Remembering the TroyFest legacy

Published 7:57 pm Friday, April 28, 2023

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TroyFest, the annual premier fine art and craft festival for the Central Alabama Region pays tribute to the late Jean Lake, a noted Troy folk artist whose work is in private collections all across the country.

TroyFest is rooted in the Jean Lake Art Festival, which began in 1975 as an outgrowth the Troy Art Show, and continues today as TroyFest,

Perhaps, many of those who attend TroyFest don’t know about the local artist, whose influence gave birth to the long-running art and craft festival.

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Jean Lake was born in Troy and was a natural artist. Her talent was developed in the solitude of her small kitchen on Orange Street.  As she painted, family members and friends would often sit beside her, amazed at her ability to paint with such great feeling the rural South that she knew and loved.

If she painted a quilt on the clothesline, she had every little detail on every little square, said Pat Duke, a Troy artist friend.

“Jean was quiet a character. She had a painting that two of her friends wanted. Since they couldn’t both have it, Jean just cut the painting in two and gave each one half,” Duke said. “Jean was like the rest of us who were exhibiting at art shows way back then. We all had families and were all living on shoestrings, just trying to make ends meet. We would be happy if we could make enough money at a show to pay the entry fee, pay the hotel bill and not go home in debt.”

Duke said the icing on the cake following an art show was to have made enough money to buy more art supplies.

“At the time, Jean was the only artist around here who was doing primitive art.” Duke said. “Jean didn’t paint on cardboard boxes and shingles. And she didn’t take a washrag and paint a circle with two eyes on it and call it a dog. She emulated Grandma Moses who really began painting in what is known as the primitive style. Her artwork, like Grandma Moses’ was well thought out and detailed.

“Jean was an outstanding artist. She simply painted what she saw, what she knew and what she loved – the rural South and its people.”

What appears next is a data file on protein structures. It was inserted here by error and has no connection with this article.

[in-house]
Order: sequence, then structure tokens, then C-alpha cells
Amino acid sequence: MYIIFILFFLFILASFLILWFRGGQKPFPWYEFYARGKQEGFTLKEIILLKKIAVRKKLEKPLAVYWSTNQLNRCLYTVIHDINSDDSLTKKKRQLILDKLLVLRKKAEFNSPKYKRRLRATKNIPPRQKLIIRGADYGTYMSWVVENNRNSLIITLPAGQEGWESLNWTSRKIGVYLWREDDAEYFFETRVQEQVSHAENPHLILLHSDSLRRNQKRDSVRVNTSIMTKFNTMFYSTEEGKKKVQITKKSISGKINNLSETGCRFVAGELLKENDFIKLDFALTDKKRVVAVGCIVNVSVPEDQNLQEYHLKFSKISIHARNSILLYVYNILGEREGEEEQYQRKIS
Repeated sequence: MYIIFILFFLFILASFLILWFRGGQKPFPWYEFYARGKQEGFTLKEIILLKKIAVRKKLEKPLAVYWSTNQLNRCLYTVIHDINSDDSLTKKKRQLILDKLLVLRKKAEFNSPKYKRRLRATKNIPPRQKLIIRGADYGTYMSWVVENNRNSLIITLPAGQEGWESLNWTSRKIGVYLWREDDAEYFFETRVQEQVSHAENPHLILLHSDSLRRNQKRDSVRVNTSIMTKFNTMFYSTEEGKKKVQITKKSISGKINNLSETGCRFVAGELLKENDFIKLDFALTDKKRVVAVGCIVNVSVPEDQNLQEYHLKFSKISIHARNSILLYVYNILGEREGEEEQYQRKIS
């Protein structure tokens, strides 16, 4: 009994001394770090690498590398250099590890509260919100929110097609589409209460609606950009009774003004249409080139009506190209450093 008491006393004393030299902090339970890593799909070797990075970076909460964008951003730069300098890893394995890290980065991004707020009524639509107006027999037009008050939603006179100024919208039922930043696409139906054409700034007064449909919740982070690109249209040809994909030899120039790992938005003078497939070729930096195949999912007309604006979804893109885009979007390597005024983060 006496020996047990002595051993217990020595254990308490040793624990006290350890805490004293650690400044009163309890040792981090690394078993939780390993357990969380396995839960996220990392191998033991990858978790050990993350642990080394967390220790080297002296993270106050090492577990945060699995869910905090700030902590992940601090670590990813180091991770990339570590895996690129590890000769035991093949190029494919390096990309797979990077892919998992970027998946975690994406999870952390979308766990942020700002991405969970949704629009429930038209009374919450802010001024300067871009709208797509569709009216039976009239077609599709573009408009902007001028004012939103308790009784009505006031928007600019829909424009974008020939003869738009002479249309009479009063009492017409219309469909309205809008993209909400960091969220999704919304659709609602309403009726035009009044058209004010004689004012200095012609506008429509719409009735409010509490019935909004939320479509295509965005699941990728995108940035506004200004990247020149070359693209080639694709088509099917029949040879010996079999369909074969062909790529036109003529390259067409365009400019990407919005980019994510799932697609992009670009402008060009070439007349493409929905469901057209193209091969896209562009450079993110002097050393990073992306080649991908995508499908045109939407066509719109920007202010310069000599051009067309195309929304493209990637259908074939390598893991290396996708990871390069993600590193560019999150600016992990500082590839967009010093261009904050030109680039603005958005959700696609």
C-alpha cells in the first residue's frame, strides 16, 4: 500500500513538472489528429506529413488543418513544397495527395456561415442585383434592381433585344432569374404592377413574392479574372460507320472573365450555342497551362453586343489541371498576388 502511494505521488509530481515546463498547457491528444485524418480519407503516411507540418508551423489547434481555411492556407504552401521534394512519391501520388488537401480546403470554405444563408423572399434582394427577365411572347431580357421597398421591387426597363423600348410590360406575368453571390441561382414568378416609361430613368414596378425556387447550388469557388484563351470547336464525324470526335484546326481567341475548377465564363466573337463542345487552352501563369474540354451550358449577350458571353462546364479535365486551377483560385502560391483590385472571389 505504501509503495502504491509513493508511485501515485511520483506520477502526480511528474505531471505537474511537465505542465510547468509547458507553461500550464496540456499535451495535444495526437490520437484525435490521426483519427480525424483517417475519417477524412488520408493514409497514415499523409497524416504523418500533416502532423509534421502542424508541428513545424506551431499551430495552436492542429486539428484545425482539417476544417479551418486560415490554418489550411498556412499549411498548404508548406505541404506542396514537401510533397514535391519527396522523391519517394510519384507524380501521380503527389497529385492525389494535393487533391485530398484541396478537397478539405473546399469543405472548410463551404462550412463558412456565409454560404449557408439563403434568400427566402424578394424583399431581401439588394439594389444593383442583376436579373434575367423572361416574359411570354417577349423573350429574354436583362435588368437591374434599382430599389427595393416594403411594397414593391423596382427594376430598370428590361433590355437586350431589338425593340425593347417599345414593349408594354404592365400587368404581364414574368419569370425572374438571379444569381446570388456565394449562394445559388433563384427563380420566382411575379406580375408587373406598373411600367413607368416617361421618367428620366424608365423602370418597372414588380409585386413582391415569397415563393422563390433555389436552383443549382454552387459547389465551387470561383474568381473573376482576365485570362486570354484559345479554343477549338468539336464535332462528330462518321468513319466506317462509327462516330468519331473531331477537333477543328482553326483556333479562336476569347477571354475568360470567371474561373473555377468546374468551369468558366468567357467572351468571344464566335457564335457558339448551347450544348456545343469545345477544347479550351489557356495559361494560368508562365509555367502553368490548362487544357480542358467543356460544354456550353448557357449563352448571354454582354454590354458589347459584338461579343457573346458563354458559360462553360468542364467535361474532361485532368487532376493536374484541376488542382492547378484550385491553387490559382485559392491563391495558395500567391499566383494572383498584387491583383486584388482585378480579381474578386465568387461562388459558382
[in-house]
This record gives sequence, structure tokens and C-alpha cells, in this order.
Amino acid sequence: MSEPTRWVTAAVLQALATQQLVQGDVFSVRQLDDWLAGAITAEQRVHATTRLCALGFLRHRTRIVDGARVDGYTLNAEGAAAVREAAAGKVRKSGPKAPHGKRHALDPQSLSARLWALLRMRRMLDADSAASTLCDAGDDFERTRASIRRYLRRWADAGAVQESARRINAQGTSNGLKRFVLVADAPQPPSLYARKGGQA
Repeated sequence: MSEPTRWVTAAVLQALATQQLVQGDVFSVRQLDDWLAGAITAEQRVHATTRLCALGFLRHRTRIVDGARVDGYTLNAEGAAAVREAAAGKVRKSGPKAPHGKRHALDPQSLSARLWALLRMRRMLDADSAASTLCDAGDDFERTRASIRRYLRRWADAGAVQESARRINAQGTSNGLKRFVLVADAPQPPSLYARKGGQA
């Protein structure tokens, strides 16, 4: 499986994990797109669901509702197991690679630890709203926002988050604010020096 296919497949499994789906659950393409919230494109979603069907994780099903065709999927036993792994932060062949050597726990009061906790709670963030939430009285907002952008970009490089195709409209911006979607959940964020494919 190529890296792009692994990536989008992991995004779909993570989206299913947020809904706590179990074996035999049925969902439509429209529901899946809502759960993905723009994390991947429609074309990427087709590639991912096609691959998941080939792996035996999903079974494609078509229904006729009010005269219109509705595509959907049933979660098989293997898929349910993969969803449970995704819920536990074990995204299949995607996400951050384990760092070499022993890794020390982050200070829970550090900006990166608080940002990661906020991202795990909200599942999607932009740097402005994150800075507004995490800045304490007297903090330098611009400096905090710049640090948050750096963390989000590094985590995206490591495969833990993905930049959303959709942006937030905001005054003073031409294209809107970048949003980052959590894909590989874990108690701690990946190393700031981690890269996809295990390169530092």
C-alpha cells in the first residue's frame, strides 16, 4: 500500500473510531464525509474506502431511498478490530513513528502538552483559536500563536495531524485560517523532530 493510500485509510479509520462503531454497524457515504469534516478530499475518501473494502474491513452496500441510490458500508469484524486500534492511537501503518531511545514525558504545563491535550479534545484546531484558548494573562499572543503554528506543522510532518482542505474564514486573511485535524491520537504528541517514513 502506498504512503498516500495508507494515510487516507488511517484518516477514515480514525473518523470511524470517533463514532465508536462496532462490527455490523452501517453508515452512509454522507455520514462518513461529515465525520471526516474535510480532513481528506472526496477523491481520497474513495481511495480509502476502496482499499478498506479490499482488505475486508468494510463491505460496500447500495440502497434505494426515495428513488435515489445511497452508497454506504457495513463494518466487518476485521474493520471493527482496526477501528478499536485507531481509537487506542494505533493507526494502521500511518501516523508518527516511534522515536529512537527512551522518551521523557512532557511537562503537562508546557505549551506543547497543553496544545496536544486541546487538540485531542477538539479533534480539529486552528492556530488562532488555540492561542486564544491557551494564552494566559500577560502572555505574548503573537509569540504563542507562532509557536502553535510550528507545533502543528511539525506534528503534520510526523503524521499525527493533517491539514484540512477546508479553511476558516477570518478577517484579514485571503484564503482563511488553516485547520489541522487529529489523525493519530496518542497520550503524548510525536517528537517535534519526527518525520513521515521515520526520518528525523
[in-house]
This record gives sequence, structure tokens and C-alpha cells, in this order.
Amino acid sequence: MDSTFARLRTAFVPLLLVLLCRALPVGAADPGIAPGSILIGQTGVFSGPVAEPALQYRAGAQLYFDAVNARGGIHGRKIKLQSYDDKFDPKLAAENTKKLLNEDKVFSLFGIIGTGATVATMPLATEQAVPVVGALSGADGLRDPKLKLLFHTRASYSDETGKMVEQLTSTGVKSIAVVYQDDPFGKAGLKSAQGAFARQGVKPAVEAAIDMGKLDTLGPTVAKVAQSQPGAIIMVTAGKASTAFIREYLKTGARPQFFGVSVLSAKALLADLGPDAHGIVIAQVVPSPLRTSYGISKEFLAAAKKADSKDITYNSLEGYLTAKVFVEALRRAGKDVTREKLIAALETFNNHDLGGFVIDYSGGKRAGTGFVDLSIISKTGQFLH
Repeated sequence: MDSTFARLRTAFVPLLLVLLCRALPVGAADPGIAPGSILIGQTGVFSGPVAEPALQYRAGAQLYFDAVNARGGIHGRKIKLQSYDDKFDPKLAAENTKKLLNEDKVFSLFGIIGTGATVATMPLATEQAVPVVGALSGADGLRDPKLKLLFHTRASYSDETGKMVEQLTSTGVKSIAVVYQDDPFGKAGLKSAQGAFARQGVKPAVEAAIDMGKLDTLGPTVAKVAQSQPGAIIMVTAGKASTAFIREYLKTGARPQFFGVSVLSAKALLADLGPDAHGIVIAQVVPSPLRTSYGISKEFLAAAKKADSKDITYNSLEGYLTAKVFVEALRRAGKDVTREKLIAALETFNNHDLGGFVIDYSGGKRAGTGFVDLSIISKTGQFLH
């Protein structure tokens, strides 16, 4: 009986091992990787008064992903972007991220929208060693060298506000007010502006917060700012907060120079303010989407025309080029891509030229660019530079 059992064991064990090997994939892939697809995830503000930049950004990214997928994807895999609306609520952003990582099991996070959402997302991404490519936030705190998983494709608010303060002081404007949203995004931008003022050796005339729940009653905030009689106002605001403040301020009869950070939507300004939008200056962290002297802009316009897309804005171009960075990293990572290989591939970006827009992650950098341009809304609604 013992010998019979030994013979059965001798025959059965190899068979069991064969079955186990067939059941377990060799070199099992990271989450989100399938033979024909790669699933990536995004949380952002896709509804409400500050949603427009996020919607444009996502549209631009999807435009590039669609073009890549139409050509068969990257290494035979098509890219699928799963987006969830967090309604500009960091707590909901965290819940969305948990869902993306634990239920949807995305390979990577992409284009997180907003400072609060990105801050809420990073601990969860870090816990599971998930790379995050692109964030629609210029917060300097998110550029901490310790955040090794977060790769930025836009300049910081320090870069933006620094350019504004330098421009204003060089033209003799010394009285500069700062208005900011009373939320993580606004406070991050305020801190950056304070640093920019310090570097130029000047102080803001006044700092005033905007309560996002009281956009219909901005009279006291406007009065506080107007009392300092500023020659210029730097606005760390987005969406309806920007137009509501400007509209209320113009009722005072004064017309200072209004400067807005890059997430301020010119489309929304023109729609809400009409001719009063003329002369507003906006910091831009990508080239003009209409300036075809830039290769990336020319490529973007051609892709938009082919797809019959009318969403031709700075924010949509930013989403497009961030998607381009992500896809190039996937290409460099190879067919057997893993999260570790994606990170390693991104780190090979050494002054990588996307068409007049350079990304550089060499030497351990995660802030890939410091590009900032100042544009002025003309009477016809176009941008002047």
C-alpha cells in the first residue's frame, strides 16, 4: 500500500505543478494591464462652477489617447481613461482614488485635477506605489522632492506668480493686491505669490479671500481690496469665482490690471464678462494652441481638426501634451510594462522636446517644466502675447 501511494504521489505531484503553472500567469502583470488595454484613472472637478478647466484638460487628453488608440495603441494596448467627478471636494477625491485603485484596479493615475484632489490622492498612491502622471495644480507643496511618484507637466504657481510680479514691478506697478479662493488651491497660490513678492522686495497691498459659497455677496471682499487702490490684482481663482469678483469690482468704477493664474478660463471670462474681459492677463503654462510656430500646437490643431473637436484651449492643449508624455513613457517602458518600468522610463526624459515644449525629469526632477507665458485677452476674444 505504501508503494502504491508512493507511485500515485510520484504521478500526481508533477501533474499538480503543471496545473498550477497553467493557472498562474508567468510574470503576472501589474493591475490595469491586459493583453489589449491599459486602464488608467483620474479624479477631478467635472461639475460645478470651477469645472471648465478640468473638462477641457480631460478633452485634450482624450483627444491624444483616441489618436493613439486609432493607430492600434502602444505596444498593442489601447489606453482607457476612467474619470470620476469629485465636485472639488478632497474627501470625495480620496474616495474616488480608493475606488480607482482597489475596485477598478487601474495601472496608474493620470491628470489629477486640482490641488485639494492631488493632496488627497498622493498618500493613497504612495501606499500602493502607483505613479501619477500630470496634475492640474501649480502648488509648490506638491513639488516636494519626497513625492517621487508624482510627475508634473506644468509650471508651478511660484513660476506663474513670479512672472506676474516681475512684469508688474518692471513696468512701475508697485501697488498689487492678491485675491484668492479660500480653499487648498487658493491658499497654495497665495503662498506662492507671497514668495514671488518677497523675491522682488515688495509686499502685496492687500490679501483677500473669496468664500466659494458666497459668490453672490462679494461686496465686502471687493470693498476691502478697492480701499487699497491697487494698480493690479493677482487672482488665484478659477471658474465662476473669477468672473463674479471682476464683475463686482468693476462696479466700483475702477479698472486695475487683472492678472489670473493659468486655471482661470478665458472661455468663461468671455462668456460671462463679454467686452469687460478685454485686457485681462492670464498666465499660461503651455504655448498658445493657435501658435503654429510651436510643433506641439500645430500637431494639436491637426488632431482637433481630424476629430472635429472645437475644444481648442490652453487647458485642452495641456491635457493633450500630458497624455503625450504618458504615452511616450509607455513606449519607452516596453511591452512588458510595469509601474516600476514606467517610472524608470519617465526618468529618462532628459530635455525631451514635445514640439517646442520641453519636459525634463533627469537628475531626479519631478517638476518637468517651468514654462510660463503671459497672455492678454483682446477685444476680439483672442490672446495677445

Charles Adams went “off:”to college at Troy State having no idea what he would “be” in life. He soon found the career path he followed for the remainder of his life.

Adams became intrigued by glass art. He learned his “trade” from  Ed Walter who was a pioneer in glass art.

Ed Walter took an interest in Adams. He evidently saw something special in him, as did Alice Thornton who was an art teacher and his mentor. Both were great influences in Adams life.

Adams’ opened a small hobby shop soon became a multifaceted stained glass studio that also specialized in ecclesiastical windows.

Adams quickly became the go-to artist for stained glass windows for churches throughout Alabama and neighboring states, especially small rural churches

Growing up in a small, country church made a lasting impression on Adams.  His goal was to make stained glass windows that would meet the needs and wants of every small, rural church in the South that wanted them and at an affordable cost.

The most important and lasting Adams said he could so as a glass artist was church windows.

His desire was that the windows would be more than just windows. Maybe, they would do more than add beauty to the sanctuaries, maybe they would offer peace and comfort and hope.

On a cold, late November morning in 2011, flames engulfed the glass and nut shop where Adams had spent most of his working and waking hours, all his adult life. The fire could have brought an end to what his daddy, Sam Adams, had begun 60 years before. Charles Adams had no decision to make. Sam Adams had made the decision for him.

With the encouragement and blessings of his family and the support of friends and the extended Pike County community, Adams Glass and The Nut Shop literally “rose from the ashes.”

Today, Adams Glass remains the go-to place for the highest quality of stained glass art. Adams son, David, has followed in his dad and granddad’s footsteps since he was a toddler. He is carrying on the Adams tradition as a storekeeper and as a stained glass artist. He has mighty big shoes to fill. He would make both Sam and Charles mighty proud.